Article from Chris Underwood, MD at Adastrum Consulting
Organisations have long been adapting to constant technological innovation, which required leaders to move quickly and alter structures and practices to remain competitive. COVID-19 has simply highlighted the importance of developing leaders ready to support teams and businesses to move with change.
The pandemic has undoubtedly accelerated many businesses to adapt to home working, with few companies accommodating their full complement of staff in the office since March. As we experience another national lockdown and the possibility for more to follow, HR teams and leaders are questioning whether a more structured approach to remote team management is required and some organisations have hired a Head of Remote Working. However, this is an ineffective use of resource, which could be better spent on bolstering leadership skills and behaviours that further the organisation as a whole rather than focusing on a potentially temporary state.
Concentrating on softer leadership skills and behaviours, including emotional intelligence (EQ) and excellent communication skills, develops leaders who can adapt their management style to different environments including remote working.
Skills and behaviours for remote team management
The pandemic has highlighted the value of “resilient agility” in leadership. A combination of adaptability with grit and fortitude, it ensures leaders can drive delivery and progress in fast-changing scenarios and support teams to survive and thrive in challenging circumstances. It is underlined by composure and focus. These qualities help individuals to lead teams with purpose and maintain output regardless of the circumstances.
At the same time, empathy is vital for building trusted relationships and networks, and supporting the fear and emotional response colleagues experience in times of uncertainty. For remote working, empathy enables team leaders to encourage team and cross-team collaboration, to motivate employees and understand how personal challenges and other external issues that may impact individual and group work. Leaders with a high EQ drive collective intelligence (CQ), as a result their teams are better at solving problems creatively and can flex to meet the new demands that may arise in rapidly-evolving circumstances.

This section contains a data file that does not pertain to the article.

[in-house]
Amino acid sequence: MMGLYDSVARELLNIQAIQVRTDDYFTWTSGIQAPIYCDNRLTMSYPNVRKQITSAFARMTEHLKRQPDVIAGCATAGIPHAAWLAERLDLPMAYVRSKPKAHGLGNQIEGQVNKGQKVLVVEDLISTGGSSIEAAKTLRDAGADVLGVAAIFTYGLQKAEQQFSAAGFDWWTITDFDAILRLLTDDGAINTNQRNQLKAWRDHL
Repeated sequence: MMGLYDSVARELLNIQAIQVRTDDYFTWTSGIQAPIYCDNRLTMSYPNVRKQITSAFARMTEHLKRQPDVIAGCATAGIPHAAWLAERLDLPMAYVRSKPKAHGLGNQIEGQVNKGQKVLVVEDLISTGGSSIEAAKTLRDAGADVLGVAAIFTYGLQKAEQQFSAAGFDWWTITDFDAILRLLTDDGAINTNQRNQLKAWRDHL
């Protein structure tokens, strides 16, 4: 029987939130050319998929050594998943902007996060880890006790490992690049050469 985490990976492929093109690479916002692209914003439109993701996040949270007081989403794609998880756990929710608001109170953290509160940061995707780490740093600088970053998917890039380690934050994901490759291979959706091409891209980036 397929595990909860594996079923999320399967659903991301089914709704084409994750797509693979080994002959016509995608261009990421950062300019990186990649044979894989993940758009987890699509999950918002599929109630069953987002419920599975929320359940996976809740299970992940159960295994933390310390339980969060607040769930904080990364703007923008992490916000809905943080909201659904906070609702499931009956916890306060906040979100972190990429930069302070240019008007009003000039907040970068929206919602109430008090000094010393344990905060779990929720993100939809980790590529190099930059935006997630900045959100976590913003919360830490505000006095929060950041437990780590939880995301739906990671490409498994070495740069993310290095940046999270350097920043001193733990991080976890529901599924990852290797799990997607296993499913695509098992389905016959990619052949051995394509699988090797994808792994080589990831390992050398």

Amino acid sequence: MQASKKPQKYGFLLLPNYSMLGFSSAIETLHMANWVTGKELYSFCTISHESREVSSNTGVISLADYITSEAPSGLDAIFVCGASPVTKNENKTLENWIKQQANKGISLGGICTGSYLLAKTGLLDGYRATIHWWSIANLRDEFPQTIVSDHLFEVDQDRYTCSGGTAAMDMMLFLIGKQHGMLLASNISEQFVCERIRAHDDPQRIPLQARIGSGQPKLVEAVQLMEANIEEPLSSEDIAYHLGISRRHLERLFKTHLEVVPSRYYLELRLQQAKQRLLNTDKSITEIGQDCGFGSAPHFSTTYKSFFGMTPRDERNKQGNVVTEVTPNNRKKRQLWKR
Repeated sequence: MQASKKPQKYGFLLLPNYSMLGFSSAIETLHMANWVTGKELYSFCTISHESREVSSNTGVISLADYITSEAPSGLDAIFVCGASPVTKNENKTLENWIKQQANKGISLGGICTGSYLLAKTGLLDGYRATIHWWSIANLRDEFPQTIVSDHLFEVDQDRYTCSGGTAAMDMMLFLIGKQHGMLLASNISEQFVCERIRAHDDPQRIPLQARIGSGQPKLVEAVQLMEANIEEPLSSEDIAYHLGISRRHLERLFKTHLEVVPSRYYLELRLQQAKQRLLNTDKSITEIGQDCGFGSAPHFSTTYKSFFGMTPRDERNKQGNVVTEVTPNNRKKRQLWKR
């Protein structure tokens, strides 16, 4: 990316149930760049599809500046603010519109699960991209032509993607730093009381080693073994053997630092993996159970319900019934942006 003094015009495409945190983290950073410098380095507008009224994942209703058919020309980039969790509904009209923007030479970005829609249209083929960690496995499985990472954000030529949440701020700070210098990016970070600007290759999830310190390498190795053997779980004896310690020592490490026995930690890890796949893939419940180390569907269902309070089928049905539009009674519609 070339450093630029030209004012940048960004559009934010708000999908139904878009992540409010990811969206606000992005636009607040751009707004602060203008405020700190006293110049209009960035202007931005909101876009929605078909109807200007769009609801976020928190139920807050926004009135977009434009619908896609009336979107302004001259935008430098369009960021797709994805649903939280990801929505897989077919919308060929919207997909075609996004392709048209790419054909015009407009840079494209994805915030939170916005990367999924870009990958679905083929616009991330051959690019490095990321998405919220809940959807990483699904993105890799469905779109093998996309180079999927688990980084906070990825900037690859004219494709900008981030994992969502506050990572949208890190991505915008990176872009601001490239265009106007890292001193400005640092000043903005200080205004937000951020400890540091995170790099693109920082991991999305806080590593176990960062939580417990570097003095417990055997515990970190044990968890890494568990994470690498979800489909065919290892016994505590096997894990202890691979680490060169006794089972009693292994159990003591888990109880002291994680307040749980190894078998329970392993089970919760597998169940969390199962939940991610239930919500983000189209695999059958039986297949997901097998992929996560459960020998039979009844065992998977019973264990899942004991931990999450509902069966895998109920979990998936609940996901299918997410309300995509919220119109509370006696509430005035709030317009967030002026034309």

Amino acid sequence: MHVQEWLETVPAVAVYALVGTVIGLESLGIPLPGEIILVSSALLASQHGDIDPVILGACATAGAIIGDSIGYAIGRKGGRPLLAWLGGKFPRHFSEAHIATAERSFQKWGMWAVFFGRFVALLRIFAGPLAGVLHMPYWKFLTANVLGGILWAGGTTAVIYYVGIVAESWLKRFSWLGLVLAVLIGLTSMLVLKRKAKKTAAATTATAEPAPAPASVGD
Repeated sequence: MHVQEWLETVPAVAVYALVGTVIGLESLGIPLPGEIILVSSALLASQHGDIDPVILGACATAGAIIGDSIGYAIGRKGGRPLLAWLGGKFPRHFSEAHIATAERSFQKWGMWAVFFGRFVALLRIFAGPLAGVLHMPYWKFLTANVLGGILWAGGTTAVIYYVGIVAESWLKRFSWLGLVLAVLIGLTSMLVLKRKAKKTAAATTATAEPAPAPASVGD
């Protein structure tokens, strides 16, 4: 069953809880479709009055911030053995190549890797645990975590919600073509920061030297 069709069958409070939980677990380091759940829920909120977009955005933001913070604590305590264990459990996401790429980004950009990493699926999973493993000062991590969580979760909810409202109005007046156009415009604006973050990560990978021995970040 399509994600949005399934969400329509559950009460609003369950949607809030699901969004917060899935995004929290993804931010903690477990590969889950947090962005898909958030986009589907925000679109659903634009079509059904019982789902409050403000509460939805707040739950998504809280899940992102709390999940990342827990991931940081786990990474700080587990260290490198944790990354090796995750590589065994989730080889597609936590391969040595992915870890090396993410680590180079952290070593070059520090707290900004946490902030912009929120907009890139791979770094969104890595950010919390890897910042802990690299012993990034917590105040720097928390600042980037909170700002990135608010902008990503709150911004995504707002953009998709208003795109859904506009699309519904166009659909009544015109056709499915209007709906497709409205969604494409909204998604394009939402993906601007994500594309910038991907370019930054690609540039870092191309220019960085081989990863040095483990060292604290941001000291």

Great communication skills have long been lauded as vital to good leadership but remote working means that leaders should be able to communicate effectively through digital channels as well as face-to-face. This includes the ability to listen and extract information.
Adopting the best communication style to suit the audience, context and situation is imperative. Increased use of video conferencing has introduced more informality into professional interactions, with colleagues and clients able to see directly into each other’s’ homes and being present for domestic interruptions – whether it is the entry of small children or doorbell chimes from delivery workers. This has forged greater interpersonal connections and has greatly benefitted workplace conversations about mental health and wellbeing, yet leaders must still be able to manage some conversations formally, particularly when delivering constructive criticism or holding disciplinary action.
Adopting new ways of working
Technology plays a key role in the success of remote working and is a given that all leaders must be proficient at using existing technology. However, the companies and teams that were already forward-thinking and curious when it came to new technology were better positioned to quickly adapt to full-scale remote working in the early days of lockdown. Cultivating a curiosity in technology and new digital ways of working ensures leaders are always seeking to improve organisational practices and welcome suggestions from their teams.
Establishing clear rules and working practices clarify expectations and unite huge global teams to cultivate healthy online workplace cultures. Working with leadership teams to share learnings and develop a companywide approach to working from home reduces individuals feeling isolated or over-worked and under-valued. From a wellbeing perspective, leaders must appreciate the importance of socialising and networking in a virtual environment as well as just sharing best practice for productivity. This year has done wonders for employee engagement in company communications and it is important to build on these connections to navigate future transformation.
Training and development in remote environments
While the UK has shifted remarkably well to working from home, HR teams cannot overlook the learning and connection opportunities that are lost without face-to-face interaction.
Tacit knowledge is key to development and innovation, forming a core component of induction and training. It is almost impossible to fully replace these learning experiences remotely. Exploring how to use offices as training centres or creating other arenas to facilitate them is important for future L&D activities.
Where resources are tight, investment in bespoke programmes that address areas specifically important to an individual role or organisation are far more beneficial for the individual, their team and the company’s progress as a whole. This is particularly true for leadership positions.